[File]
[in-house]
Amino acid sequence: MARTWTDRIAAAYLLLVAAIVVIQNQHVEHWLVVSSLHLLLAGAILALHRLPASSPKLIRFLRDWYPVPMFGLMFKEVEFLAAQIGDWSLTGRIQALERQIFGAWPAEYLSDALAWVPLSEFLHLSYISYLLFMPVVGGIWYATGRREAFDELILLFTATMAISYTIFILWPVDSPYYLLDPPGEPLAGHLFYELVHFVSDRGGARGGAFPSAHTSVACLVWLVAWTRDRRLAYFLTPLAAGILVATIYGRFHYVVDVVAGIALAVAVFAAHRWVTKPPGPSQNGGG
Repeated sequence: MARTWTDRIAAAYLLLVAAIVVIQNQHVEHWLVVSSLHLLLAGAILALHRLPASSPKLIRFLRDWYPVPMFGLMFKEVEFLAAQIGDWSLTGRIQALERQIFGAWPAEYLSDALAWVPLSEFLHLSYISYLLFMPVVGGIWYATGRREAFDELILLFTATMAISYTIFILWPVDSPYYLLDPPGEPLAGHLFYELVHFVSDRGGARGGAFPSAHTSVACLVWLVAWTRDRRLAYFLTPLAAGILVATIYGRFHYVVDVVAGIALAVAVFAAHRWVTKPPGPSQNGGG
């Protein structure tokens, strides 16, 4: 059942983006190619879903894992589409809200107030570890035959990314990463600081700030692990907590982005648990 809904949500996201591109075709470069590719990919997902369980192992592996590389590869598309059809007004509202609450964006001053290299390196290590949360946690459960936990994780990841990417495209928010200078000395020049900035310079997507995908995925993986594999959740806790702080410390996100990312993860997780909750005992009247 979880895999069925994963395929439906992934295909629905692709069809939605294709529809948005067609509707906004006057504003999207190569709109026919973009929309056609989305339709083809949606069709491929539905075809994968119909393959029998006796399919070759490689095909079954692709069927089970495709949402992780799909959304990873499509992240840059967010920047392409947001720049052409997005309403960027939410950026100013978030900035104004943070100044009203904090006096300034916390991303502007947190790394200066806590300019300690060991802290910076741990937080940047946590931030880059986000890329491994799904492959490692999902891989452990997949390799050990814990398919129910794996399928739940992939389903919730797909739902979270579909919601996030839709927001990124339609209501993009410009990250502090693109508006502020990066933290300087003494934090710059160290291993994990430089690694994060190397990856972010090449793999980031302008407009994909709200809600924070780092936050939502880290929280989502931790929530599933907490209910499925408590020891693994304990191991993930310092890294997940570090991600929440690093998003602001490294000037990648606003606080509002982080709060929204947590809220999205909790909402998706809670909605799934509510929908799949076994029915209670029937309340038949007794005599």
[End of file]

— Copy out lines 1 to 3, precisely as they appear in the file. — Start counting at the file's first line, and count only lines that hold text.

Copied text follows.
[in-house]
Amino acid sequence: MARTWTDRIAAAYLLLVAAIVVIQNQHVEHWLVVSSLHLLLAGAILALHRLPASSPKLIRFLRDWYPVPMFGLMFKEVEFLAAQIGDWSLTGRIQALERQIFGAWPAEYLSDALAWVPLSEFLHLSYISYLLFMPVVGGIWYATGRREAFDELILLFTATMAISYTIFILWPVDSPYYLLDPPGEPLAGHLFYELVHFVSDRGGARGGAFPSAHTSVACLVWLVAWTRDRRLAYFLTPLAAGILVATIYGRFHYVVDVVAGIALAVAVFAAHRWVTKPPGPSQNGGG
Repeated sequence: MARTWTDRIAAAYLLLVAAIVVIQNQHVEHWLVVSSLHLLLAGAILALHRLPASSPKLIRFLRDWYPVPMFGLMFKEVEFLAAQIGDWSLTGRIQALERQIFGAWPAEYLSDALAWVPLSEFLHLSYISYLLFMPVVGGIWYATGRREAFDELILLFTATMAISYTIFILWPVDSPYYLLDPPGEPLAGHLFYELVHFVSDRGGARGGAFPSAHTSVACLVWLVAWTRDRRLAYFLTPLAAGILVATIYGRFHYVVDVVAGIALAVAVFAAHRWVTKPPGPSQNGGG